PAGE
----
ASSURANCE: The house where British agent and senior Sinn Fein member Denis Donaldson was murdered in Co Donegal in 2006. Ex-IRA man Gerry Bradley insists he is “no Denis Donaldson”.
FORMER IRA prisoner Gerry Bradley has defended a book that lifts the lid on his life in the paramilitary organisation, insisting he is “just telling my story”.
The 55-year-old said graffiti labelling him a ‘tout’ had been daubed on walls in north Belfast within a week of the account hitting the shelves.
He spoke out last night, saying some republicans had even compared him to murdered ex-Sinn Fein official Denis Donaldson, who was shot dead in 2006 a year after admitting he was a British spy.
“This is a pro-IRA book,” insisted Bradley from Dublin, where he has gone to “clear his head” from negative reaction and to publicise the book.
“I’m still a republican. There has been a knee-jerk reaction to coverage of the book with people jumping to the conclusion that Gerry Bradley is telling the Brits everything.”
Insider: Gerry Bradley’s life in the IRA details his involvement in paramilitary operations from when he was a teenager until the organisation’s ceasefire in 1994.
He claims he was involved in a plot to kill former Ulster Unionist leader Brian Faulkner and identifies the IRA’s alleged second in command in Belfast in the 1970s.
The book – written without permission from the republican movement – also details his involvement in the attempted murder of senior RUC officer Derek Martindale which led to his imprisonment.
Bradley said ill health prompted him to approach historian Brian Feeney three years ago to help write the account.
“I was having some medical problems relating to gunshot wounds in my stomach,” he said.
“I wasn’t very well. I had a couple of heart attacks so I thought I’d better do this before I die.
“I wanted to explain to people why IRA volunteers went through all sorts of things.”
He said he had always wanted to tell people outside Northern Ireland what life was like in the IRA and his reasons for staying with the organisation for 25 years.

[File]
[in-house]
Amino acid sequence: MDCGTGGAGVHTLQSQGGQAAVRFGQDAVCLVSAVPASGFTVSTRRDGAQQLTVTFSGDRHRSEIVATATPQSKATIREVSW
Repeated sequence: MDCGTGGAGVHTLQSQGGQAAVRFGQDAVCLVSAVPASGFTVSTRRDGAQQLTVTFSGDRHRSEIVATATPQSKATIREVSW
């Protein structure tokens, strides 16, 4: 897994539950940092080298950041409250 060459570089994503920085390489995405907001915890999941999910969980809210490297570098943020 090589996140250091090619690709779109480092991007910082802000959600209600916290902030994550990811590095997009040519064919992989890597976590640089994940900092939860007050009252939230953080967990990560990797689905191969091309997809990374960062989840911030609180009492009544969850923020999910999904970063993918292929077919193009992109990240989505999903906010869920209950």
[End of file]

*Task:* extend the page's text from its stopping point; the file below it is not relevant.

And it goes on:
“I wanted to tell the truth. It wasn’t all guns and glory the way some people try to make it out. There were very difficult times and ultimately you were going to go to jail or be killed.
“I am very proud to be a republican and very proud that I joined the IRA to fight for a united Ireland and a better future for our kids and grandkids, for Protestants and Catholics.”
As well as writing the book without the IRA’s approval – “because I didn’t want the truth censored” – he also refrained from telling his family about the project.
“They were sort of shocked when they found out. My family have totally different views to me. They only found out about the book the same time as everybody else,” he said.
Some people in the republican community of north Belfast have objected to his account and Bradley said his life “completely changed with-in 48 hours” and “certainly not for the better”.
“I knew when I wrote the book my life would never again be the same,” he said.
“Before, I could have gone to the gym like anyone else but all that has completely changed.
“Now I’m more recognisable and I don’t want to get into a verbal or physical confrontation with anybody.”
Graffiti labelling him an informer was daubed on walls, he was confronted by angry people demanding to know why he had written the book and he has now left Northern Ireland temporarily.
“I think the graffiti was a knee-jerk reaction to the coverage of the book,” he said.
“There has been some painting on the walls saying things like ‘tout’. That is the farthest thing from the truth.
“Some of the people I’ve met assumed I was being another Denis Donaldson. It’s the way it comes across to people in this area who have been betrayed too many times by British agents.”
He said that while he still has a home in the New Lodge area of north Belfast he “had to get away for a couple of days to get my head cleared”.
“I don’t know when I’ll be back. I also had to come to Dublin to do a bit of work with [publisher] O’Brien Press.
“People have been saying you shouldn’t have said this and you shouldn’t have said that but I’m just telling my story.
“I’d ask people to read the book if they are worried. There’s no-one going to be arrested. I’m not going to go to court to point out anyone. It’s a knee-jerk reaction. I’m not another Denis Donaldson.”
He said he had been careful not to name “people who are still about”, instead using “aliases and nicknames and initials”.
However, he did claim in the book that the IRA’s second in command in Belfast was newsagent James Brown, who was described after his murder in 1994 as “completely innocent” by former RUC chief Sir Ronnie Flanagan.
Last week Mr Brown’s family said they were shocked and upset by the claim, and Bradley refused to comment yesterday on his allegations.
“The last thing I wanted to do was hurt people,” he would only say.
“As far as my story is concerned, it’s my story, what I went through and what hundred and thousands of people my age went through.
“It talks about the unsung heroes and their identities are kept to the minimum.
“It is about what us young guys went through and why. It explains to the outside world why we did this, why we dedicated our lives.
“I stepped out of the ranks to get this book out. I stepped out of line to do this. I don’t believe in censorship – I believe everybody has a right to their opinion.”